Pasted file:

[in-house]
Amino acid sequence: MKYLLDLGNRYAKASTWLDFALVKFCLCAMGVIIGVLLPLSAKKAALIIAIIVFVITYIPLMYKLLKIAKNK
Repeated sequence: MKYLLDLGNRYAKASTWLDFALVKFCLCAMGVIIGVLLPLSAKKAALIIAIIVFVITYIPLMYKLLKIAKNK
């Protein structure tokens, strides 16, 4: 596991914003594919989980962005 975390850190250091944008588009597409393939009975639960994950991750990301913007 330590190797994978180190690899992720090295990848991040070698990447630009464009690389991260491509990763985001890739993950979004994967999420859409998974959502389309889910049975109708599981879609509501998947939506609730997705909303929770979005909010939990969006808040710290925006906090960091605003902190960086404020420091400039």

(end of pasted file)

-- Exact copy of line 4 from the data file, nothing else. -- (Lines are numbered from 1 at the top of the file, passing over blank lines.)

């Protein structure tokens, strides 16, 4: 596991914003594919989980962005 975390850190250091944008588009597409393939009975639960994950991750990301913007 330590190797994978180190690899992720090295990848991040070698990447630009464009690389991260491509990763985001890739993950979004994967999420859409998974959502389309889910049975109708599981879609509501998947939506609730997705909303929770979005909010939990969006808040710290925006906090960091605003902190960086404020420091400039």